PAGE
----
Monday, June 13, 2011


            As a student at Strong Vincent, I had been sent to the office for disciplinary action on more than one occasion.  Would things be different now that I was a teacher?  Hardly!
            I was assigned a girl's homeroom in the girl's gym.  Those were the days of gender segregated homerooms and gym classes, and also a time when girls wore dresses and skirts to school.  The girls sat in the bleachers and I was down on the floor looking up and taking attendance.  You can imagine what kind of a view I faced every morning.
            One morning all home room teachers were given a district form to fill out and turn in to the office.  On that form we were to classify our students as being either white, black, red, brown or yellow.  As far as I was concerned, it was an utterly ridiculous survey, serving no discernable purpose whatsoever.  Consequently, I didn't complete it or turn it in.  And that resulted in my first summons to the office as a teacher.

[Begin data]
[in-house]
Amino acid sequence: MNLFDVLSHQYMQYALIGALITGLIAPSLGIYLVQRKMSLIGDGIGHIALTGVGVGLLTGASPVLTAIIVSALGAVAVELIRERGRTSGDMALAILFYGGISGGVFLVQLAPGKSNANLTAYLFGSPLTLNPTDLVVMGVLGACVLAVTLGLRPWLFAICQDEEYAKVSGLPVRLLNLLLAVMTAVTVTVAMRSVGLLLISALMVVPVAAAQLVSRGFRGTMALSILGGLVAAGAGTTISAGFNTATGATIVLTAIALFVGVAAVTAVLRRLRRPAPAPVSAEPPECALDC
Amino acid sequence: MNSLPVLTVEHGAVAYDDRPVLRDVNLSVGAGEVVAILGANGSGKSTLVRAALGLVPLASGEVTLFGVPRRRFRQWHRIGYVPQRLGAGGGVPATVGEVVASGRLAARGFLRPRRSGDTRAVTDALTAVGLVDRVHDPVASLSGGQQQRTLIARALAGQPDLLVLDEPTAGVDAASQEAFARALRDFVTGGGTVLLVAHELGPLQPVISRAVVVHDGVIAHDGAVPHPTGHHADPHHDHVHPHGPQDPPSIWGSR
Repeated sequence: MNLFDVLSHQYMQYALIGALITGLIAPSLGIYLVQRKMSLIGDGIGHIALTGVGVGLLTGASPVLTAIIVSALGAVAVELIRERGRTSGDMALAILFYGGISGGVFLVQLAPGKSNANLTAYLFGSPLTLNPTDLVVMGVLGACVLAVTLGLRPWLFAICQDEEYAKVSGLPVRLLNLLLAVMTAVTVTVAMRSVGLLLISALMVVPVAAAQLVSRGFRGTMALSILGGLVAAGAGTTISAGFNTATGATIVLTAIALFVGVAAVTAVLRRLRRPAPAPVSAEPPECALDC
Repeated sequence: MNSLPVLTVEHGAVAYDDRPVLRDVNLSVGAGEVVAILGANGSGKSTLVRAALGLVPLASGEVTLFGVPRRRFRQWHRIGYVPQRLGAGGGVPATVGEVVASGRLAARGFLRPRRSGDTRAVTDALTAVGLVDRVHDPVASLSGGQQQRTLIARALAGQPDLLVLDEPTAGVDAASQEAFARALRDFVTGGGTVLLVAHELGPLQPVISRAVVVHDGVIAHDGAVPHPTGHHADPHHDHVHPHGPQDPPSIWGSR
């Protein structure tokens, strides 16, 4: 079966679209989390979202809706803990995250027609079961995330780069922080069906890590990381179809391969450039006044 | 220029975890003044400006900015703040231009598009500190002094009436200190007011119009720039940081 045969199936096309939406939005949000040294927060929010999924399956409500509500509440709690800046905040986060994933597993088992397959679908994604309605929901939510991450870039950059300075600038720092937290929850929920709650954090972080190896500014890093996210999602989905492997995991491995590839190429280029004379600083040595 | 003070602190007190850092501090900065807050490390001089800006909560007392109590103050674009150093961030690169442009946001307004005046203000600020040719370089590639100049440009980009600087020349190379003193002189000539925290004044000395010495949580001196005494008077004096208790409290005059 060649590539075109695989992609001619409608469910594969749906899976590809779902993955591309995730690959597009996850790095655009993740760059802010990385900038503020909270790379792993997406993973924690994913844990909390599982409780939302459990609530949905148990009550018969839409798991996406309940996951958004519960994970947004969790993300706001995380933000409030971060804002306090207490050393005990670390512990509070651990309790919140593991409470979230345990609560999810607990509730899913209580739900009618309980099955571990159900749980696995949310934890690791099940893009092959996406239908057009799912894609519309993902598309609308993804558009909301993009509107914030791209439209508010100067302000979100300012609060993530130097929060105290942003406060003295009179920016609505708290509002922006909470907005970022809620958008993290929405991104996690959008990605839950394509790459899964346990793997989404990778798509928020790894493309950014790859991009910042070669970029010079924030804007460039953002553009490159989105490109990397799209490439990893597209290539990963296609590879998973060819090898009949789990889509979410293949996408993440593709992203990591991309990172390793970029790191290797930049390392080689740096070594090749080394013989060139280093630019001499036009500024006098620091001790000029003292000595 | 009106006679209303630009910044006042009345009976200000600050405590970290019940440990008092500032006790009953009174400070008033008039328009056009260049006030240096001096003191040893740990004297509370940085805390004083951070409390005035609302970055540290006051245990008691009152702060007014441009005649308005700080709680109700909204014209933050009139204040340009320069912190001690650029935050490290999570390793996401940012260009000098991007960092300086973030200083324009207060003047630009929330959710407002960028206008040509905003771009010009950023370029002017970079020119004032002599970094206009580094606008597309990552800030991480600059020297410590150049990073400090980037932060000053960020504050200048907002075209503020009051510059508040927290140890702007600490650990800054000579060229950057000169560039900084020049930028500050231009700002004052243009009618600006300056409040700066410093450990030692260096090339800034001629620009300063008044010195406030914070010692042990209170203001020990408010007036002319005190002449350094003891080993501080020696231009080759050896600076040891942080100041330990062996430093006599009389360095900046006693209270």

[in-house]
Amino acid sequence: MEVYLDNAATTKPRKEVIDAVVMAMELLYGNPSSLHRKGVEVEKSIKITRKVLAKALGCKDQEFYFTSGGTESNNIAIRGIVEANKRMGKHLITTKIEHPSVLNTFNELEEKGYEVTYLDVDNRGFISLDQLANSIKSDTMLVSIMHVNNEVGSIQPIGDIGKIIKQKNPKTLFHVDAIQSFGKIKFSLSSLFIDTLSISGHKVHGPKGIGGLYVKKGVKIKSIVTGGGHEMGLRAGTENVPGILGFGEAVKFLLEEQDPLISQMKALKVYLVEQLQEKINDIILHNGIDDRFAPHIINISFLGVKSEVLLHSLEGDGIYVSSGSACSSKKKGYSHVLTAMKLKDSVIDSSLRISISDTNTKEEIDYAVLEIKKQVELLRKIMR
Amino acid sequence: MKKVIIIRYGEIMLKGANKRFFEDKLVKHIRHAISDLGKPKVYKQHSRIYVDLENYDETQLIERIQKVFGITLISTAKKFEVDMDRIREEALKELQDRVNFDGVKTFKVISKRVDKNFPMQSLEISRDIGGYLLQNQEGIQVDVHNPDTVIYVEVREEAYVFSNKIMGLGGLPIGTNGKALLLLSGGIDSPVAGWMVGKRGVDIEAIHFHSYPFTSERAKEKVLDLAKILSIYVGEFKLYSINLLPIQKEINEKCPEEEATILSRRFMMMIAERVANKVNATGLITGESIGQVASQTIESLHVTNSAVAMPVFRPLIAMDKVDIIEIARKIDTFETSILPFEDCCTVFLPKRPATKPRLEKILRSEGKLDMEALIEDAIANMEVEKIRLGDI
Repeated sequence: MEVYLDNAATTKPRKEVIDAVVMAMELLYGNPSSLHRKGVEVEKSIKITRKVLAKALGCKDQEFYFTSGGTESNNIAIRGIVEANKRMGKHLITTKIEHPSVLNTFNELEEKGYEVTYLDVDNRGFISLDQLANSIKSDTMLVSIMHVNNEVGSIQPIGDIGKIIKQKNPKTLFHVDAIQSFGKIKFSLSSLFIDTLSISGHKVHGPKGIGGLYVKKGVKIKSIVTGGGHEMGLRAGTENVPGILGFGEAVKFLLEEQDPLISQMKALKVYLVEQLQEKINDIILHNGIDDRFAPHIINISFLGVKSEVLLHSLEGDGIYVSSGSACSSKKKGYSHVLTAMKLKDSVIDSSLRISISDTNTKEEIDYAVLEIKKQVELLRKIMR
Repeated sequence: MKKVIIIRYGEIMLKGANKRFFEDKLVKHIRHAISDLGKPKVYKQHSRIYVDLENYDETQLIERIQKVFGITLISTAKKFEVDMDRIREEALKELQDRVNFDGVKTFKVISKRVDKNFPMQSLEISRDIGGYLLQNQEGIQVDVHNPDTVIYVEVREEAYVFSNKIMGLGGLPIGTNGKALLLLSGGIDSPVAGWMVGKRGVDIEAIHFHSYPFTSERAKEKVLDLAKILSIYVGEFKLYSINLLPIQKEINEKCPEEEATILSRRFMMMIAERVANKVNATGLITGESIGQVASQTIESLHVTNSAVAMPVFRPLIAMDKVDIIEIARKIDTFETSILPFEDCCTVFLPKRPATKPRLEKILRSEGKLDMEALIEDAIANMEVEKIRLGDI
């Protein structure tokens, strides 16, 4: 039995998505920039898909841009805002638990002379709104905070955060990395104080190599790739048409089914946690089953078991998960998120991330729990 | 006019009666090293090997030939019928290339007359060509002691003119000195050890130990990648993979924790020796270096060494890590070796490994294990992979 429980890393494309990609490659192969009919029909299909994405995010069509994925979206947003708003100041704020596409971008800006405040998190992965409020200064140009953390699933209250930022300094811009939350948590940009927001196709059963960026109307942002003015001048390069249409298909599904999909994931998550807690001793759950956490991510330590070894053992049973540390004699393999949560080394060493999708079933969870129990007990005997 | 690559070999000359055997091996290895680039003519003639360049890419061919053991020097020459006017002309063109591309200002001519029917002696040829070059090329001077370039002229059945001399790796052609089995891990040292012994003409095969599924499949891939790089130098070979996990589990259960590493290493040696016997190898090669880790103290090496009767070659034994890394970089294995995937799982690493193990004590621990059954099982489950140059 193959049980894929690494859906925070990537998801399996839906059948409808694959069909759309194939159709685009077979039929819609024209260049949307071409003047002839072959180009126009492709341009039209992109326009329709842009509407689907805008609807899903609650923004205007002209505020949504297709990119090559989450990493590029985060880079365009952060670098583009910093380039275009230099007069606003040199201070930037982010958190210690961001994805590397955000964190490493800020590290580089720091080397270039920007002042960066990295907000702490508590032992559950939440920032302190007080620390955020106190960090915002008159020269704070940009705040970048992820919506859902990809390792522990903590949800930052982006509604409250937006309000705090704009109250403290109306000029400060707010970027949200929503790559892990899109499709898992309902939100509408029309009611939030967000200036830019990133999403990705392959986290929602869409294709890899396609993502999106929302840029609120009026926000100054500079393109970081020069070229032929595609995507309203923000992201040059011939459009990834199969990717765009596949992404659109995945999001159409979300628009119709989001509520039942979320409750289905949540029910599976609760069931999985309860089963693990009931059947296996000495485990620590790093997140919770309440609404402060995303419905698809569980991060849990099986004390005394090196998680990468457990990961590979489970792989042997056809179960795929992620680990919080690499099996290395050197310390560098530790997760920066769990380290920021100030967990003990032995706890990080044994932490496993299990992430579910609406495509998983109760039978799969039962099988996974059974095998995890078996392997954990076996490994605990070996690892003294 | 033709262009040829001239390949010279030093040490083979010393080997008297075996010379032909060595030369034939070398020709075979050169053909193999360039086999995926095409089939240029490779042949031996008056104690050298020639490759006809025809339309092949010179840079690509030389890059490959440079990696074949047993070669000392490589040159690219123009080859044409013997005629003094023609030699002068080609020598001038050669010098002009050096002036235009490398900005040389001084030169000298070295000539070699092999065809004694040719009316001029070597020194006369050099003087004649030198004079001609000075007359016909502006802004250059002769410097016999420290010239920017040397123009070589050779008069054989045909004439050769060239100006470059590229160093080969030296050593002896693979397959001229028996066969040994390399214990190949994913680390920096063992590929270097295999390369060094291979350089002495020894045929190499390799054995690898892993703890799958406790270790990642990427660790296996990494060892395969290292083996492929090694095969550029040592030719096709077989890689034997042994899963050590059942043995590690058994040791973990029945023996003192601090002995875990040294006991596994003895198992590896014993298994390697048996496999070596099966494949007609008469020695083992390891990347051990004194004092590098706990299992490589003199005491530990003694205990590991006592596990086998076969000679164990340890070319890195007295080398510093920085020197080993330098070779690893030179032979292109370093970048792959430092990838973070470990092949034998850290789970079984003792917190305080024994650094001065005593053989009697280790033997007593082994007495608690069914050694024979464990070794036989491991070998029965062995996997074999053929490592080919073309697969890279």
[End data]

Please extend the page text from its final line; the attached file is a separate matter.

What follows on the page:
I walked into the school office where the secretaries were at their desks working and Mr. Lubowiki was standing behind the counter.  No one else was in the office at the time.
            "I hope you brought your completed form with you," he said.
            "No I didn't because I find it doesn't really make any sense.  You see…"
            "I don't want to hear it.  It's not my form.  It's from district.  If you have a problem, call the superintendent.  The phone is right there on the counter.  The phone number is on the sheet next to the phone."
            "Okay," I said as I walked over, picked up the phone and dialed the downtown office.  The secretary answered the phone.  I identified myself and asked to speak to Superintendent Joseph Zipper.  Amazingly, he took the call.
            "This is Dr. Zipper.  What seems to be the problem?"
            "I'm not sure how to fill out the district form asking us to categorize our students in terms of color."
            A long pause followed.  I glanced up to see that the office had stopped, as everyone stared at me in disbelief.  I heard Zipper's voice asking, "Are you serious?  Is this some kind of a joke?"